Women get called out for being too loud, dishing a dirty joke, or sitting in any way other than with our legs crossed or pressed together, while men think nothing of booming like a megaphone, spewing filth with abandon, and manspreading their way into one whole side of a jeepney. Go figure.
3. Be weak and delicate.
It’s nice that men want to help out, but women also have limbs and muscles and a brain with which to operate said limbs and muscles. When we’re struggling to carry a ton of shit, that help is totally welcome, but when it’s just an itty bitty shoulder bag, those boyfriends should hold off on offering to relieve us of that negligible weight. It doesn’t even go with their outfits.
4. Be averse to physical, outdoorsy tasks.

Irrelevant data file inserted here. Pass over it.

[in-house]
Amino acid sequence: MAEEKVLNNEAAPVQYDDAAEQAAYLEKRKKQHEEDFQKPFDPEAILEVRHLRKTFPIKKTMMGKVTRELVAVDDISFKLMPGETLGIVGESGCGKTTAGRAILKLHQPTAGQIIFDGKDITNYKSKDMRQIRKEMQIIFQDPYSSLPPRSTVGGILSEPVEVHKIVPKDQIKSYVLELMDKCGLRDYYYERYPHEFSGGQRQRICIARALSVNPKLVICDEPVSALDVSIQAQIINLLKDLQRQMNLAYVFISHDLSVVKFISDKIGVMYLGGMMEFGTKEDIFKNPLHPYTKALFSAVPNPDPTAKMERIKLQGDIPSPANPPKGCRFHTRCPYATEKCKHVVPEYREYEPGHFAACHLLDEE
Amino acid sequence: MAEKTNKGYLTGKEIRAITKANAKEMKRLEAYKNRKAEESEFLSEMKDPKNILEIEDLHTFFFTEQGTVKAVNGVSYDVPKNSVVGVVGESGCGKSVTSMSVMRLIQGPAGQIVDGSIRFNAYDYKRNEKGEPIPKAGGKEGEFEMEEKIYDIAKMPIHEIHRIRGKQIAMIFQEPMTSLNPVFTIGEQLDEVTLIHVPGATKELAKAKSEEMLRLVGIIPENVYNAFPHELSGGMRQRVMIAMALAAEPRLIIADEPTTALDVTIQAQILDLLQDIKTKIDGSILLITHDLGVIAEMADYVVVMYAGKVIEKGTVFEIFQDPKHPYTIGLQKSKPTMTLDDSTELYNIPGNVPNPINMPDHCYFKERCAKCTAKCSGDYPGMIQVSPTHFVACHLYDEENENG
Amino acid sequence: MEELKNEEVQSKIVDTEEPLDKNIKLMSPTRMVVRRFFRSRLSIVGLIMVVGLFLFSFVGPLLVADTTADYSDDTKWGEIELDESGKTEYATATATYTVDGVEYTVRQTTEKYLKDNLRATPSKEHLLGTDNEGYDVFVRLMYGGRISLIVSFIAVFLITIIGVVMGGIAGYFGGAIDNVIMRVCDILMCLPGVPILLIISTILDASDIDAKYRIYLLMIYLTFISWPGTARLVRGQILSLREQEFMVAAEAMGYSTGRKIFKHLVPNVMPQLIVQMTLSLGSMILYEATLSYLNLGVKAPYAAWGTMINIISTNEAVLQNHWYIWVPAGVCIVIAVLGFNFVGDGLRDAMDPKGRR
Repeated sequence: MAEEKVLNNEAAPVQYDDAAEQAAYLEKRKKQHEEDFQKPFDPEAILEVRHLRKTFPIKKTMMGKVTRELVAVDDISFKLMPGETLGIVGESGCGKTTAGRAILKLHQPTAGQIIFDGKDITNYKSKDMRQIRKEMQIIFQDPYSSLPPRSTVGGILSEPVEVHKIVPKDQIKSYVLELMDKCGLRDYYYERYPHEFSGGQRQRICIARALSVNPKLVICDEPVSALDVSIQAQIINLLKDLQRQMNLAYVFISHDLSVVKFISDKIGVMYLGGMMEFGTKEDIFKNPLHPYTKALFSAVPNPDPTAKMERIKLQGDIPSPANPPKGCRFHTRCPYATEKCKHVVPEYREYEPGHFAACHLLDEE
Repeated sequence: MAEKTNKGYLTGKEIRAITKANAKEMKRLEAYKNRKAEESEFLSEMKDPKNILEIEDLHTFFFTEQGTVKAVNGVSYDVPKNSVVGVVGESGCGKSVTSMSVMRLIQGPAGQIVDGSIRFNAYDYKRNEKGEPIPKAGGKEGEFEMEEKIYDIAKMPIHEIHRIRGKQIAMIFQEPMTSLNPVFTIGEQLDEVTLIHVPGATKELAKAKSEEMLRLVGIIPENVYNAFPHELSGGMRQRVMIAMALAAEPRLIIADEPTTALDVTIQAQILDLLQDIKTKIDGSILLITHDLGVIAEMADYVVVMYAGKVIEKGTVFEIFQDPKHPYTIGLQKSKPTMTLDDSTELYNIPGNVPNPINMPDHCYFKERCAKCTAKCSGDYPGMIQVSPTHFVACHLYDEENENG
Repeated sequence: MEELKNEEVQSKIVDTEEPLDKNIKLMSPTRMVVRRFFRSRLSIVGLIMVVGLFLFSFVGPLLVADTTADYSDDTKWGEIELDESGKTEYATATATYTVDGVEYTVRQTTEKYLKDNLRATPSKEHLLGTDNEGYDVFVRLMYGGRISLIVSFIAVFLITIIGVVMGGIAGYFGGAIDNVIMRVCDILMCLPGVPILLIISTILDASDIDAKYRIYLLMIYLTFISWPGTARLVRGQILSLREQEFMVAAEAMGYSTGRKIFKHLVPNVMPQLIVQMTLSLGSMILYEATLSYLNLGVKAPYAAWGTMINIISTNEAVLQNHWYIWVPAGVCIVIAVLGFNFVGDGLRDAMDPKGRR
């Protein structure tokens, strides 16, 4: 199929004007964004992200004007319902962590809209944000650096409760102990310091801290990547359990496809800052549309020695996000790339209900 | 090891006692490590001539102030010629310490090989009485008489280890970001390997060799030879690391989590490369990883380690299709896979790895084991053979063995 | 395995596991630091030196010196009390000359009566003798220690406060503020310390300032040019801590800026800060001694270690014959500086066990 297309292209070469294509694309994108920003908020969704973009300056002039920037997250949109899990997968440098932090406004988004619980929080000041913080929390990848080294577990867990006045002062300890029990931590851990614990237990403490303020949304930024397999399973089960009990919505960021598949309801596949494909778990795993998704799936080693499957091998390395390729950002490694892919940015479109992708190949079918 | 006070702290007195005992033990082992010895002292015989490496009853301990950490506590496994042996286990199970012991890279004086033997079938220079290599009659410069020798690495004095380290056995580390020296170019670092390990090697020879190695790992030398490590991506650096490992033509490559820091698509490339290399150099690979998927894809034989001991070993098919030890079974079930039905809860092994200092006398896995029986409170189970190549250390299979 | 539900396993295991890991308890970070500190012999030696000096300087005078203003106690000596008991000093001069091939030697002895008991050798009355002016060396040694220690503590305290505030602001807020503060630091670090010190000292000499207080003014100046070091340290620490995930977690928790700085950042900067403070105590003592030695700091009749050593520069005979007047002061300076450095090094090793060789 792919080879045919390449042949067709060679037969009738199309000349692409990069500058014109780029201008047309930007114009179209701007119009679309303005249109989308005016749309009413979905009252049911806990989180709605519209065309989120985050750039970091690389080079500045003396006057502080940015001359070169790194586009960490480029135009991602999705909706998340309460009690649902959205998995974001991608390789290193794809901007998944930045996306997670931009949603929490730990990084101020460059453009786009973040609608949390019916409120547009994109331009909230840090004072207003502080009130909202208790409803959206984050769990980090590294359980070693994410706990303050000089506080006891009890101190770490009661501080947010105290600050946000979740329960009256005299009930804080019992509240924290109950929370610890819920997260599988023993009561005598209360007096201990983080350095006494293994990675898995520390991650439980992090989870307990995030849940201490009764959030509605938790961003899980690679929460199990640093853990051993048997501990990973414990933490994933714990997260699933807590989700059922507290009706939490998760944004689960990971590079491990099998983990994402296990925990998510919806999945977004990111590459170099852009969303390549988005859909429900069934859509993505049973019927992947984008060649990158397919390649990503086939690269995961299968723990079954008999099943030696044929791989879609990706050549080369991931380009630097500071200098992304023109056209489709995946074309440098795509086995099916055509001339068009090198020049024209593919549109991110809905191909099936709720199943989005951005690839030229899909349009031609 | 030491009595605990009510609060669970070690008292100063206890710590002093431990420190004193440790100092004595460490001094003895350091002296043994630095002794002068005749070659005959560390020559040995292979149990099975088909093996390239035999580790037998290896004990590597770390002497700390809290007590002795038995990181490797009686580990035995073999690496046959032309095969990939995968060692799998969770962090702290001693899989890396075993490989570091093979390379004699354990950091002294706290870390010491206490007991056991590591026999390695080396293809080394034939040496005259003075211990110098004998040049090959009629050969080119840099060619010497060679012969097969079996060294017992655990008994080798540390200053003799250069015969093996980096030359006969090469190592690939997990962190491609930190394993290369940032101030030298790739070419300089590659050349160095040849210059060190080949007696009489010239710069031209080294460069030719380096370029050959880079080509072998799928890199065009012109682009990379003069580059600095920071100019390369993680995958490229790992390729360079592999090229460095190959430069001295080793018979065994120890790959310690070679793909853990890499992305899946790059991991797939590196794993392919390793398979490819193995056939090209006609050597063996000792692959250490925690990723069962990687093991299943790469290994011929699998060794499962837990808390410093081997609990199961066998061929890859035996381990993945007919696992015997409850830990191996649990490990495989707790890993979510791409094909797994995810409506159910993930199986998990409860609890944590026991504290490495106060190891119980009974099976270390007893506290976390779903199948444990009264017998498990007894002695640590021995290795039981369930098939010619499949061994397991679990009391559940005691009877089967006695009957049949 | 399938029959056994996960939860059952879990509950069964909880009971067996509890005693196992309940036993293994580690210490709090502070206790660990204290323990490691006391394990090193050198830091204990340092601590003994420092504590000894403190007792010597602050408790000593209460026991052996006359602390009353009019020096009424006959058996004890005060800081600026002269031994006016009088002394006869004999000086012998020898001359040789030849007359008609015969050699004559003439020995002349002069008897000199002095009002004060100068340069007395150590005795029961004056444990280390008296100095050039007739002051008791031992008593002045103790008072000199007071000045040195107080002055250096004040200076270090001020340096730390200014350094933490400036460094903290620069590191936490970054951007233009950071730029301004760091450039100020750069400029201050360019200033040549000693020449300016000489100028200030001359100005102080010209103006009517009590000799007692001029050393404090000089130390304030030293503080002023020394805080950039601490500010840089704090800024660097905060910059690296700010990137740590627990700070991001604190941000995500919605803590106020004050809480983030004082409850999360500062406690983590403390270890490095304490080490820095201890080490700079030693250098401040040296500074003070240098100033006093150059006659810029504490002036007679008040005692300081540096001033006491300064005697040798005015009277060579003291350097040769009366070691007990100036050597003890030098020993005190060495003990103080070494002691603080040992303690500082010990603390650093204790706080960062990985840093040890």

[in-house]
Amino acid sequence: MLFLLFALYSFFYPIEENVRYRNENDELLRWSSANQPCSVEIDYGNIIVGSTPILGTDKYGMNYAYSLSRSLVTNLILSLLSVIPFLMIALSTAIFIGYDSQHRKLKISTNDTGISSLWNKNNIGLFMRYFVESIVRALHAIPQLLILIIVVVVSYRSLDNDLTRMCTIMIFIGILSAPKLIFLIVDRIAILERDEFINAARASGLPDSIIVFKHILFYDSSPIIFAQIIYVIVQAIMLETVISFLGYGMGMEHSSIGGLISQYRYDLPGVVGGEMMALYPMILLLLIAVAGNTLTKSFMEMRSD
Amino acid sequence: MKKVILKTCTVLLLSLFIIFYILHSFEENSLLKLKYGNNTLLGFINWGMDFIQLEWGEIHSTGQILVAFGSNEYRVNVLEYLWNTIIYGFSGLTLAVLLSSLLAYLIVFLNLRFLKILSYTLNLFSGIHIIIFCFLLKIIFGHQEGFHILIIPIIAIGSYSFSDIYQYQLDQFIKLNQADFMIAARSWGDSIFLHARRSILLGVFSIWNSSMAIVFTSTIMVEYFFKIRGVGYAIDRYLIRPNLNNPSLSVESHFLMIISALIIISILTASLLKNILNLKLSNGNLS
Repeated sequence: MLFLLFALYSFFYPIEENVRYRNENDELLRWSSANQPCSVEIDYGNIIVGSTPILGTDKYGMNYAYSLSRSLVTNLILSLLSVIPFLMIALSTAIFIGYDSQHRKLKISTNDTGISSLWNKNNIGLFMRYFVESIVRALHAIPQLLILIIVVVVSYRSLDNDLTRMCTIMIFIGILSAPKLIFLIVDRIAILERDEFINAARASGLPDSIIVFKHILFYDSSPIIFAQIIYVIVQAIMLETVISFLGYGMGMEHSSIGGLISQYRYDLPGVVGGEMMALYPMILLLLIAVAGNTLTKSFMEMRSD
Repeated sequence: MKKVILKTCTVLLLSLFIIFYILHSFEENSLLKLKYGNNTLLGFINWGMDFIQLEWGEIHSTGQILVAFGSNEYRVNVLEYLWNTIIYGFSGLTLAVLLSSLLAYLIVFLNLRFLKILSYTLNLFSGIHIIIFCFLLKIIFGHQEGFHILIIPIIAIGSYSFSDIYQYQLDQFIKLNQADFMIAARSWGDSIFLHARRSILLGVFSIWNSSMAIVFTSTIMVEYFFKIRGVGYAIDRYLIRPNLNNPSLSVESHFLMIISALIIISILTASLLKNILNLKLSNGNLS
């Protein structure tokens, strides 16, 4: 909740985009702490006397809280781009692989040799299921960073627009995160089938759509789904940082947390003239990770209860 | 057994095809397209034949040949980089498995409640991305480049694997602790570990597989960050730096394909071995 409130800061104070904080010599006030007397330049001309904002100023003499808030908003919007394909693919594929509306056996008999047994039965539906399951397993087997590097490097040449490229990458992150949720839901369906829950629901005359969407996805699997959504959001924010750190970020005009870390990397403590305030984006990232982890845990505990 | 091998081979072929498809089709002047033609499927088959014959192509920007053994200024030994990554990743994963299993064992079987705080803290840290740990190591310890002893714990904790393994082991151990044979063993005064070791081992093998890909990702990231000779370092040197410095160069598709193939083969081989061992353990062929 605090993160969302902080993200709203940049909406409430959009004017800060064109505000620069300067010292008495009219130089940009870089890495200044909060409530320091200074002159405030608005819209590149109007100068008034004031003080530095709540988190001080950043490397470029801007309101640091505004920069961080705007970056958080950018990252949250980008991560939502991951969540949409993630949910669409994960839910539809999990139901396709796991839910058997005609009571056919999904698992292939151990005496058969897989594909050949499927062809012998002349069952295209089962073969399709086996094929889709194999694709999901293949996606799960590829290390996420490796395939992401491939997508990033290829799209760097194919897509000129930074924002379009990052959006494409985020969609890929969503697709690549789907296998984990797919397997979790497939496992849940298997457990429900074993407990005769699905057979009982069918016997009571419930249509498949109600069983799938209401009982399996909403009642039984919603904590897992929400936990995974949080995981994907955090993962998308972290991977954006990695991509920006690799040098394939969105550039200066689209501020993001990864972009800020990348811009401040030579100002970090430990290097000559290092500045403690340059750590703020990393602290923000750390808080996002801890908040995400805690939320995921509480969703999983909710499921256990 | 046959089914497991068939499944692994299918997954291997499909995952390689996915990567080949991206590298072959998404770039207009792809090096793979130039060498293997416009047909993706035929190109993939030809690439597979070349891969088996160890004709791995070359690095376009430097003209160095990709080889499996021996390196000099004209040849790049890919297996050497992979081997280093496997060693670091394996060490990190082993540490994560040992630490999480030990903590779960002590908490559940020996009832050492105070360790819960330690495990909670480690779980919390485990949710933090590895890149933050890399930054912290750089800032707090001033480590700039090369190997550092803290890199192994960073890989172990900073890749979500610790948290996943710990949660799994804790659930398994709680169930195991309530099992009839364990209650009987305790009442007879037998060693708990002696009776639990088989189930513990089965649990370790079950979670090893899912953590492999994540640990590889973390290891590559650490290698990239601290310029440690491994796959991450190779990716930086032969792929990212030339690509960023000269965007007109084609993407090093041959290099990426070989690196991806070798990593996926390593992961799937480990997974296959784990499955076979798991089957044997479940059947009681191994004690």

Women grew up being encouraged to stay indoors with dolls and books instead of getting sweaty with the boys out in the sun. I remember once when I was seven, I was running around with my male classmates when my teacher grabbed me by the collar and sternly spat, “Babae ka pa naman.” Because of that experience, I became aware from an early age that there was a divide between men and women, one that we were expected not to cross. It’s sad when I remember it now; I wonder how much more physically active I would’ve become had I not let that teacher’s words get to me. (Although I’ve recently taken up strength training, so it’s really never too late to overturn these gendered beliefs!)
5. Be modest and non-threatening.
We’re expected to be so “hiya” and unable to take a compliment when we’re given one, and to temper statements that might come off as threatening with “haha” or “sorry” lest we seem bitchy. But the idea that being bold equates to being bitchy when applied to women is just so wrong, when the same thing merely equates to being confident when applied to men.